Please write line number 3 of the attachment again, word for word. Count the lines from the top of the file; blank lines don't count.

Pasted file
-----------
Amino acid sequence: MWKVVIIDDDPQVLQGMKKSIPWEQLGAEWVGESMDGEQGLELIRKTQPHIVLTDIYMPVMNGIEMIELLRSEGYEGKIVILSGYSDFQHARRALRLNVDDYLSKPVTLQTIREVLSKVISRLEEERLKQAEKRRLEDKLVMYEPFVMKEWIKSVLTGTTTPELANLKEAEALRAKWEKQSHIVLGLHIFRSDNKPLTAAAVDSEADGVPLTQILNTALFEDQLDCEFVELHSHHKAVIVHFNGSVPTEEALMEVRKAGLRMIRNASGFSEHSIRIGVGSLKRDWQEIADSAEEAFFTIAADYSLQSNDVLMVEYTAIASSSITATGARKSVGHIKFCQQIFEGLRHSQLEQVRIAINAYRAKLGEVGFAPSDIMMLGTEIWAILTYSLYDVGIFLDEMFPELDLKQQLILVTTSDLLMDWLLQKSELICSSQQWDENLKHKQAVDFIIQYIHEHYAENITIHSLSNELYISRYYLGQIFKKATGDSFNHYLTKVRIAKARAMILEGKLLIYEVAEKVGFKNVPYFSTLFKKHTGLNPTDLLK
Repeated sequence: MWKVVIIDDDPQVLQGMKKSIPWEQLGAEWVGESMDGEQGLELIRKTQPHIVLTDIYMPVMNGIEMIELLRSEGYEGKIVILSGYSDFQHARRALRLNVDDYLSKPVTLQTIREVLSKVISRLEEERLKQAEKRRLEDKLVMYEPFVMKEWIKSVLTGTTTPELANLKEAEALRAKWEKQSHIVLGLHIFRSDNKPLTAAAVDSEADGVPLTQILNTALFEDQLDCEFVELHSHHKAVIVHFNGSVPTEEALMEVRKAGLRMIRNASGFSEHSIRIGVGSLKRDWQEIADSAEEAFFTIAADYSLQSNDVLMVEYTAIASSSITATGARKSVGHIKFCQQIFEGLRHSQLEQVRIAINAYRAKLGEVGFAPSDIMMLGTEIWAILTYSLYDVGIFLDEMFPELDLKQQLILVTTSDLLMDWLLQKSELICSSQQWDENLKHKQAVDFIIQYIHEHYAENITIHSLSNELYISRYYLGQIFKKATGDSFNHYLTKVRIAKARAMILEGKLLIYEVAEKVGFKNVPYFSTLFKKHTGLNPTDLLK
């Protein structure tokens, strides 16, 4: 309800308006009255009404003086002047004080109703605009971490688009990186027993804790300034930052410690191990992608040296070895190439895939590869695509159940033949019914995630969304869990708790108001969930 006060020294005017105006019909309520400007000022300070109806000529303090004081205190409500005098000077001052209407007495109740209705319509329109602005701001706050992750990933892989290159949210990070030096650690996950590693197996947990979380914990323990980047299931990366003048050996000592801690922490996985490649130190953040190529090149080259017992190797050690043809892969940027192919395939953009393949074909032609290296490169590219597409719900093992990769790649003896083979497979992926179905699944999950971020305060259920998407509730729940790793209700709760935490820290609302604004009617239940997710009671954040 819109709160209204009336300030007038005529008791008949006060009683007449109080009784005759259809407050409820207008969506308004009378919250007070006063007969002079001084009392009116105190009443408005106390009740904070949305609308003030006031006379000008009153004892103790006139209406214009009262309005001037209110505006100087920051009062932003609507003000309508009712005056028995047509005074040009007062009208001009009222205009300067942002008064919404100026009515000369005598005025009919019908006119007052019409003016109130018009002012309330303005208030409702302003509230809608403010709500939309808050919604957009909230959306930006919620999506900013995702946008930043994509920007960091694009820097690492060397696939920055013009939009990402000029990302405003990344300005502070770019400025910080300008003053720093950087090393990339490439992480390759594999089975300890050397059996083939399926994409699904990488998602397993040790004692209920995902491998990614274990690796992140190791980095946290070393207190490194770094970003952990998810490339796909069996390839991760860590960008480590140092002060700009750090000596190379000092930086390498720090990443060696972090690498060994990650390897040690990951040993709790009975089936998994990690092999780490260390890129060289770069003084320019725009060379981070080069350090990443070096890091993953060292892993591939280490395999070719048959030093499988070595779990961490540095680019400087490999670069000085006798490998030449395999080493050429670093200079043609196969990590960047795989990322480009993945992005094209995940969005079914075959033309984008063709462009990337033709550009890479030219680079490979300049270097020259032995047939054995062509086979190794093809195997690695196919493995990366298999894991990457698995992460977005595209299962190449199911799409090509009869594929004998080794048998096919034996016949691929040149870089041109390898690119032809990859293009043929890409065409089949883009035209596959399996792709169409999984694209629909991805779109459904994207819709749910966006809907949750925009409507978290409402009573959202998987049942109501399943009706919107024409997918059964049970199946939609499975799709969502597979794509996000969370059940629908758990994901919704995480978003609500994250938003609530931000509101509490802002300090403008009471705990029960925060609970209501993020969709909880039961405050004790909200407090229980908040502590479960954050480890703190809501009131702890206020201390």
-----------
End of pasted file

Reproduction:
């Protein structure tokens, strides 16, 4: 309800308006009255009404003086002047004080109703605009971490688009990186027993804790300034930052410690191990992608040296070895190439895939590869695509159940033949019914995630969304869990708790108001969930 006060020294005017105006019909309520400007000022300070109806000529303090004081205190409500005098000077001052209407007495109740209705319509329109602005701001706050992750990933892989290159949210990070030096650690996950590693197996947990979380914990323990980047299931990366003048050996000592801690922490996985490649130190953040190529090149080259017992190797050690043809892969940027192919395939953009393949074909032609290296490169590219597409719900093992990769790649003896083979497979992926179905699944999950971020305060259920998407509730729940790793209700709760935490820290609302604004009617239940997710009671954040 819109709160209204009336300030007038005529008791008949006060009683007449109080009784005759259809407050409820207008969506308004009378919250007070006063007969002079001084009392009116105190009443408005106390009740904070949305609308003030006031006379000008009153004892103790006139209406214009009262309005001037209110505006100087920051009062932003609507003000309508009712005056028995047509005074040009007062009208001009009222205009300067942002008064919404100026009515000369005598005025009919019908006119007052019409003016109130018009002012309330303005208030409702302003509230809608403010709500939309808050919604957009909230959306930006919620999506900013995702946008930043994509920007960091694009820097690492060397696939920055013009939009990402000029990302405003990344300005502070770019400025910080300008003053720093950087090393990339490439992480390759594999089975300890050397059996083939399926994409699904990488998602397993040790004692209920995902491998990614274990690796992140190791980095946290070393207190490194770094970003952990998810490339796909069996390839991760860590960008480590140092002060700009750090000596190379000092930086390498720090990443060696972090690498060994990650390897040690990951040993709790009975089936998994990690092999780490260390890129060289770069003084320019725009060379981070080069350090990443070096890091993953060292892993591939280490395999070719048959030093499988070595779990961490540095680019400087490999670069000085006798490998030449395999080493050429670093200079043609196969990590960047795989990322480009993945992005094209995940969005079914075959033309984008063709462009990337033709550009890479030219680079490979300049270097020259032995047939054995062509086979190794093809195997690695196919493995990366298999894991990457698995992460977005595209299962190449199911799409090509009869594929004998080794048998096919034996016949691929040149870089041109390898690119032809990859293009043929890409065409089949883009035209596959399996792709169409999984694209629909991805779109459904994207819709749910966006809907949750925009409507978290409402009573959202998987049942109501399943009706919107024409997918059964049970199946939609499975799709969502597979794509996000969370059940629908758990994901919704995480978003609500994250938003609530931000509101509490802002300090403008009471705990029960925060609970209501993020969709909880039961405050004790909200407090229980908040502590479960954050480890703190809501009131702890206020201390």